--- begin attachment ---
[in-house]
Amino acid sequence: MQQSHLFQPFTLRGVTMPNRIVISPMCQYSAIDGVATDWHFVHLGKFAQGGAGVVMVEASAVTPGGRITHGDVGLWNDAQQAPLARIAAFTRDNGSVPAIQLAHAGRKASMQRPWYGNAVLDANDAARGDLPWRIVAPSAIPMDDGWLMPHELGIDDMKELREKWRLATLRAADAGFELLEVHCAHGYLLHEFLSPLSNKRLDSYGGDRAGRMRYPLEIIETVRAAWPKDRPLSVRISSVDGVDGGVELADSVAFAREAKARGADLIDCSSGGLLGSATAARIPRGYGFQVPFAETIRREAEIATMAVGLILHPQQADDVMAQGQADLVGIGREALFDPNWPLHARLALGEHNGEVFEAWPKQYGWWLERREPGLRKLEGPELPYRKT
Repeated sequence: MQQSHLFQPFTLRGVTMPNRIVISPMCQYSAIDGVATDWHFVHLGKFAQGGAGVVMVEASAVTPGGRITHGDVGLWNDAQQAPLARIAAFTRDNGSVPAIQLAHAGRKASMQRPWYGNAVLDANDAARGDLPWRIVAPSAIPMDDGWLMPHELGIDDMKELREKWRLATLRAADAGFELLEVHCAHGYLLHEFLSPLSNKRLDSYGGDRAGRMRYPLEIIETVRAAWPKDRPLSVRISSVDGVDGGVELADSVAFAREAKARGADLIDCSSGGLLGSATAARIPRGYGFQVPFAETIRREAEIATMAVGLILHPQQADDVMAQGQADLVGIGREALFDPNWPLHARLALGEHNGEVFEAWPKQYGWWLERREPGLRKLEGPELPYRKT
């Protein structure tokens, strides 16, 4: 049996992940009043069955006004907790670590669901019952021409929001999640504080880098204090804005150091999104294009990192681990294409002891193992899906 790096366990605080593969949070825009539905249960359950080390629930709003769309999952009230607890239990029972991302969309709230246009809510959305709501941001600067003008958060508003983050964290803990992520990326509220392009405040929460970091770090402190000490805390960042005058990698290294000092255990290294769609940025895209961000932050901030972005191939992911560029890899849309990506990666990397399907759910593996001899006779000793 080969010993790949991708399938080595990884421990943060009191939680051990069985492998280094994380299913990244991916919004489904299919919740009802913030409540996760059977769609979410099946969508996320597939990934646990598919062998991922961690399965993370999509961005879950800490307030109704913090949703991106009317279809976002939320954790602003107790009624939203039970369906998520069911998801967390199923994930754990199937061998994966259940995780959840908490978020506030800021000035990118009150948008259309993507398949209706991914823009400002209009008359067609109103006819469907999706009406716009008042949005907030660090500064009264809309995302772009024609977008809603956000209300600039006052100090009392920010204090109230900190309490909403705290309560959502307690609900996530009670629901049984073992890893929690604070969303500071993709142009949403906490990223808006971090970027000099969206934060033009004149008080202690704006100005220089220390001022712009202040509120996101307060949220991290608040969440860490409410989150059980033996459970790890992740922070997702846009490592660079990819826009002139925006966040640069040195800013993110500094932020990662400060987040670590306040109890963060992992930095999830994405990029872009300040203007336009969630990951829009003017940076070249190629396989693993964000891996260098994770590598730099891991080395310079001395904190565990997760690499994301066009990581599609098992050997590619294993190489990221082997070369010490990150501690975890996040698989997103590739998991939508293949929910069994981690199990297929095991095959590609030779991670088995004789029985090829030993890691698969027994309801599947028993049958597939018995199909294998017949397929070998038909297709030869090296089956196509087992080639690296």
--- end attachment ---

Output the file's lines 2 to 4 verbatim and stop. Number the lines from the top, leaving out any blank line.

Amino acid sequence: MQQSHLFQPFTLRGVTMPNRIVISPMCQYSAIDGVATDWHFVHLGKFAQGGAGVVMVEASAVTPGGRITHGDVGLWNDAQQAPLARIAAFTRDNGSVPAIQLAHAGRKASMQRPWYGNAVLDANDAARGDLPWRIVAPSAIPMDDGWLMPHELGIDDMKELREKWRLATLRAADAGFELLEVHCAHGYLLHEFLSPLSNKRLDSYGGDRAGRMRYPLEIIETVRAAWPKDRPLSVRISSVDGVDGGVELADSVAFAREAKARGADLIDCSSGGLLGSATAARIPRGYGFQVPFAETIRREAEIATMAVGLILHPQQADDVMAQGQADLVGIGREALFDPNWPLHARLALGEHNGEVFEAWPKQYGWWLERREPGLRKLEGPELPYRKT
Repeated sequence: MQQSHLFQPFTLRGVTMPNRIVISPMCQYSAIDGVATDWHFVHLGKFAQGGAGVVMVEASAVTPGGRITHGDVGLWNDAQQAPLARIAAFTRDNGSVPAIQLAHAGRKASMQRPWYGNAVLDANDAARGDLPWRIVAPSAIPMDDGWLMPHELGIDDMKELREKWRLATLRAADAGFELLEVHCAHGYLLHEFLSPLSNKRLDSYGGDRAGRMRYPLEIIETVRAAWPKDRPLSVRISSVDGVDGGVELADSVAFAREAKARGADLIDCSSGGLLGSATAARIPRGYGFQVPFAETIRREAEIATMAVGLILHPQQADDVMAQGQADLVGIGREALFDPNWPLHARLALGEHNGEVFEAWPKQYGWWLERREPGLRKLEGPELPYRKT
């Protein structure tokens, strides 16, 4: 049996992940009043069955006004907790670590669901019952021409929001999640504080880098204090804005150091999104294009990192681990294409002891193992899906 790096366990605080593969949070825009539905249960359950080390629930709003769309999952009230607890239990029972991302969309709230246009809510959305709501941001600067003008958060508003983050964290803990992520990326509220392009405040929460970091770090402190000490805390960042005058990698290294000092255990290294769609940025895209961000932050901030972005191939992911560029890899849309990506990666990397399907759910593996001899006779000793 080969010993790949991708399938080595990884421990943060009191939680051990069985492998280094994380299913990244991916919004489904299919919740009802913030409540996760059977769609979410099946969508996320597939990934646990598919062998991922961690399965993370999509961005879950800490307030109704913090949703991106009317279809976002939320954790602003107790009624939203039970369906998520069911998801967390199923994930754990199937061998994966259940995780959840908490978020506030800021000035990118009150948008259309993507398949209706991914823009400002209009008359067609109103006819469907999706009406716009008042949005907030660090500064009264809309995302772009024609977008809603956000209300600039006052100090009392920010204090109230900190309490909403705290309560959502307690609900996530009670629901049984073992890893929690604070969303500071993709142009949403906490990223808006971090970027000099969206934060033009004149008080202690704006100005220089220390001022712009202040509120996101307060949220991290608040969440860490409410989150059980033996459970790890992740922070997702846009490592660079990819826009002139925006966040640069040195800013993110500094932020990662400060987040670590306040109890963060992992930095999830994405990029872009300040203007336009969630990951829009003017940076070249190629396989693993964000891996260098994770590598730099891991080395310079001395904190565990997760690499994301066009990581599609098992050997590619294993190489990221082997070369010490990150501690975890996040698989997103590739998991939508293949929910069994981690199990297929095991095959590609030779991670088995004789029985090829030993890691698969027994309801599947028993049958597939018995199909294998017949397929070998038909297709030869090296089956196509087992080639690296």